Uncanny Valley

Previously, previously, previously, previously, previously.

Tags: , , , , , , ,

18 Responses:

  1. ducksauz says:

    jwz: Curious, why do you disable fullscreen on the youtubes you embed?

    • jwz says:

      I do? That wasn't on purpose.

      • ducksauz says:

        I'm on Chrome 47 on Mac (but it also is disabled in Safari). When I go to click the full screen widget in the player of a youtube embedded on jwz.org it says it's disabled and links to https://support.google.com/youtube/answer/6276924

        Maybe it's a weird youtube issue. Looking at the URL parameters[1] for this video, you do have fs=1, which should allow fullscreen, but it seems not to be allowing it. I've permanently allowed youtube fullscreen access in my browser, so I know it's not that. This only seems to manifest on your embeds for some reason.

        Anyway, I thought it might have been intentional, but I guess it's just youtube being stupid.

        [1] https://developers.google.com/youtube/player_parameters?hl=en

      • Jon says:

        FYI: Fullscreen is working for me (Firefox 35 on Linux using Flash)

      • Douglas Knight says:

        The difference is that youtube suggests having an allowfullscreen parameter on the iframe. I tested it and it makes the difference (in safari, no flash).

        • jwz says:

          Huh. How about that. If any of you understand why that attribute exists on iframes and what problem it's trying to solve is, I'd be curious to know.

          • Yoren says:

            Fullscreen is disallowed by default to prevent people getting clickjacked. The 'Site X is now fullscreen Allow/Deny' warning browsers show also helps people know they are interacting with a different domain in fullscreen, but that's not enough for everybody.

            • jwz says:

              So, I'm a site that wants to clickjack someone... and now the hardship is I have to add a property to my iframe tags to do it. Huh?

              • Yoren says:

                Well, it will be the site you want to impersonate that has to add the tags, not the attacking site that's in the iframe. It is to protect you from youtube impersonating your site on becoming fullscreen, not the other way around.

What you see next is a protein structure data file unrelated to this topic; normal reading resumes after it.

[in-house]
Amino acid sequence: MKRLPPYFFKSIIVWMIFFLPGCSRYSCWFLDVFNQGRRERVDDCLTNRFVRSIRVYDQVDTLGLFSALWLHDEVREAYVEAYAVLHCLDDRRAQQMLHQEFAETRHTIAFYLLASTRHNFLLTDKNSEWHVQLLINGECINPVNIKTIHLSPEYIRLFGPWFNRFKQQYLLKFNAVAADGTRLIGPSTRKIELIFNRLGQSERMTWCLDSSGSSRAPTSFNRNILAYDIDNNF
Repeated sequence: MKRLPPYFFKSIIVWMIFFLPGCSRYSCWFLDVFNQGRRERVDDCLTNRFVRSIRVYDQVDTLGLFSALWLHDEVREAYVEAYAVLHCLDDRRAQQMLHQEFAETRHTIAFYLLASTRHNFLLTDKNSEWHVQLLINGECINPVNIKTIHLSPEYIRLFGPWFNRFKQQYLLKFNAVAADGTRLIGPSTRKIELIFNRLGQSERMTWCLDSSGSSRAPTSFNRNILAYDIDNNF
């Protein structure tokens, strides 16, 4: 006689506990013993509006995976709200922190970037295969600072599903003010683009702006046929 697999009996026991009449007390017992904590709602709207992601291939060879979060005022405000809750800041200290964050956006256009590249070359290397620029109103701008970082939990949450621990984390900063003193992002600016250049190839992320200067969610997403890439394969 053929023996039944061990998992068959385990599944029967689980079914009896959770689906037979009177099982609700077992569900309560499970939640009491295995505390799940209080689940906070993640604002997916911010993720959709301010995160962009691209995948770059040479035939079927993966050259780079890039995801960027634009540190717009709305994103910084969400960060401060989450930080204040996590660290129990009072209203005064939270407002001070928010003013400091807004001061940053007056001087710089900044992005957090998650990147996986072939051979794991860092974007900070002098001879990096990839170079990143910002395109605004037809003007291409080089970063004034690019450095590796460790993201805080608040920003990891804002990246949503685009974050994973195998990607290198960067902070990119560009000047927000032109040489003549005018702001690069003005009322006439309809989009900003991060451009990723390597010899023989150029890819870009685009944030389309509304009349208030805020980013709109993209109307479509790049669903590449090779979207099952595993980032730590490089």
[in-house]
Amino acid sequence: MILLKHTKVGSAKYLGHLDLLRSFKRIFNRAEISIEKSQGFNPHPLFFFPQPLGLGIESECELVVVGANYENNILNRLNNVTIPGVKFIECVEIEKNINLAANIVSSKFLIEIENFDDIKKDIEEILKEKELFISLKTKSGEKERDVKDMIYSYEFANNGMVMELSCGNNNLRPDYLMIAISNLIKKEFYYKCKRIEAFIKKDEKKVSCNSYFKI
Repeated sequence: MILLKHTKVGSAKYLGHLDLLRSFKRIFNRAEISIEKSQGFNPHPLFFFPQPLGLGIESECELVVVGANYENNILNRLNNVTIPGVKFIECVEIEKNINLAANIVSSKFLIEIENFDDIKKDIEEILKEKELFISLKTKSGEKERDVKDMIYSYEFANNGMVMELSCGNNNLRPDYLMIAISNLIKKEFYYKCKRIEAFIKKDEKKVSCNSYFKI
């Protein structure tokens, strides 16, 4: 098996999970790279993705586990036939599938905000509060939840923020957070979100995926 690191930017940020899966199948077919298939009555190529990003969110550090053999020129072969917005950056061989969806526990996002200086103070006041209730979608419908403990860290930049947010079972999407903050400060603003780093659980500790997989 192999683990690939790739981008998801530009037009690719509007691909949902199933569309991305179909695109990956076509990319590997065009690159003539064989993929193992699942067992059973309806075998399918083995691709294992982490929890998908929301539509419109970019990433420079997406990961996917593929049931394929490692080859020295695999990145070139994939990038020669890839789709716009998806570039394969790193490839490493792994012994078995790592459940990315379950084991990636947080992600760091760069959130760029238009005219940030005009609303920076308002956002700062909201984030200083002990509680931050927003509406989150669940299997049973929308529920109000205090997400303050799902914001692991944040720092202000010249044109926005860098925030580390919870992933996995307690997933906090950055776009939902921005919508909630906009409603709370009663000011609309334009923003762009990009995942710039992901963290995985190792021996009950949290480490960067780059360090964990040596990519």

• jwz says:

                  I am still completely failing to see the threat model here. Every single person who wants to embed something just copies and pastes the embed code. "iframe" is now spelled "iframe allowfullscreen" and nothing has changed.

                  • Douglas Knight says:

                    The threat is advertisers, not youtube nor advertising brokers. Youtube doesn't clickjack because it would tank their reputation. Advertising brokers have reputations, but they want to place ads from lots of fly-by-night advertisers, including spammers and hackers. The broker gives an embed code without allowing fullscreen, protecting its reputation from the advertisers. At least that is one threat, but I don't know if it is the historically relevant one.

  2. Marcos Dione says:

    At some point reminded me of 'The Metamorphosis of Prime Intellect'[1]. Very nice indeed.

    --
    [1] http://www.localroger.com/prime-intellect/

    • Yep, you're right. Snuff porn, sophomoric points about the dehumanising and decomplexifying influence of technology presented as deep insights, shocking imagery for the sake of shocking imagery, all presented in a highly polished package produced on almost no budget.

      I probably would've thought this was cool, too, if I'd encountered it when I was 15.

      Sure is pretty though.

      • Thomas Lord says:

        if I'd encountered it when I was 15.

        Was that last year?

        (SPOILER ALERT)